Big Meadows Fire burns 600 acres at Rocky Mountain National Park

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ROCKY MOUNTAIN NATIONAL PARK, Colo. – The Big Meadows Fire continued to grow in size on the west side of Rocky Mountain National Park overnight.

As of Thursday morning, the fire had burned nearly 600 acres on the north end of Big Meadows with no containment, according to information from the Incident Command center. It was sparked by lightning on Monday, according to Rocky Mountain National Park spokesperson Kyle Patterson.

Initially the fire just burned 2 to 3 acres in grass, and forest officials considered letting it burn. However, as the fire grew high winds pushed it to a large area of beetle kill trees and the fire quickly grew.

The fire isn’t threatening any structures or communities, as it is burning about five miles north of Grand Lake, and four miles from the Green Mountain Trailhead. It is one of several fires that are currently burning in Colorado.

The fire is moving to the northeast toward Nakai Peak, officials said. The focus is to hold the fire east of Trail Ridge Road along Highway 34, west of the Continental Divide, and north of Tonahutu Creek.

Weather conditions improved slightly on Wednesday, with winds dying down to around eight to 12 mph, and a slight chance of thunderstorms around 2 p.m. Winds gusts reached up to 40 mph Tuesday, which fueled the fire’s growth.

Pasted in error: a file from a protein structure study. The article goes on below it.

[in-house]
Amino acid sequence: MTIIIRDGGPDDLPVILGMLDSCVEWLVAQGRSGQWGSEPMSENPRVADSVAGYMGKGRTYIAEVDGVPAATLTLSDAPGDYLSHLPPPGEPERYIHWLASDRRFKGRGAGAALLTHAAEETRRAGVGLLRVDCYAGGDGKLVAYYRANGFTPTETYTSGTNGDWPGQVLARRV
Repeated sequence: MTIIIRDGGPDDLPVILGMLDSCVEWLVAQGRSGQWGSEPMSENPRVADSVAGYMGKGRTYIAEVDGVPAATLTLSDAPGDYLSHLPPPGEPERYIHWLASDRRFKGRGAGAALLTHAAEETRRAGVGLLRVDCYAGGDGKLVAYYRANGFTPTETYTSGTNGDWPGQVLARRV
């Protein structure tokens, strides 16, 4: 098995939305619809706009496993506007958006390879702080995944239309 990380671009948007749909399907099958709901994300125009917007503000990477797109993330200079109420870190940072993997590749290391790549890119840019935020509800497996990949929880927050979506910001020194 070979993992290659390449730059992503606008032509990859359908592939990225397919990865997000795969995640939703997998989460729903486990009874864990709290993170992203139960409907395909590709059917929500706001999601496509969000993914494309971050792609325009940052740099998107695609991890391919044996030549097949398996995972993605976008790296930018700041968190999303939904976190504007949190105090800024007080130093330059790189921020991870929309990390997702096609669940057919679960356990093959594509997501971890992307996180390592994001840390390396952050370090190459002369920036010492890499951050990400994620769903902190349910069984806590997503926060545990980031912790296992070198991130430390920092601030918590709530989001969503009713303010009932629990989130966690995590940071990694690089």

A Boise Smokejumper Type III Team has taken over management of the fire, and a Type II team has been ordered to fight the fire.  Fire managers have also ordered additional air and ground resources including three additional helicopters and five additional Type I crews. A Craig hotshot Type I crew arrived in the area Tuesday afternoon.

As additional resources arrive, 130 personnel were expected to be fighting the fire Wednesday night.

Due to other fires in Colorado, as well as in other states, affecting many homes and other structures, resources are being spread across the nation.

Campgrounds are being evacuated and two hikers were removed from the area via helicopter, according to the fire incident information system InciWeb.

Currently, there are seven trails that are temporarily closed in the area – the Onahu Trail, the Green Mountain Trail, the lower Tonahutu Trail, the Tonahutu Spur Trail, the Grand Lake Lodge Spur Trail, the Timber Lake Trail and the trail which branches toward Mount Ida from Milner Pass.

All major roads and facilities in Rocky Mountain National Park are open as are our neighboring communities of Grand Lake and Estes Park.

There has been a fire information line established at (970) 586-1381 for updated information on the Big Meadows Fire.

The Fort Collins Coloradoan reported the fire is burning in beetle kill trees in the Colorado River headwaters. The area is critical to Fort Collins because it’s home to Granby and other Colorado-Big Thompson Project reservoirs. If it were to move south, it could endanger the water reservoirs.

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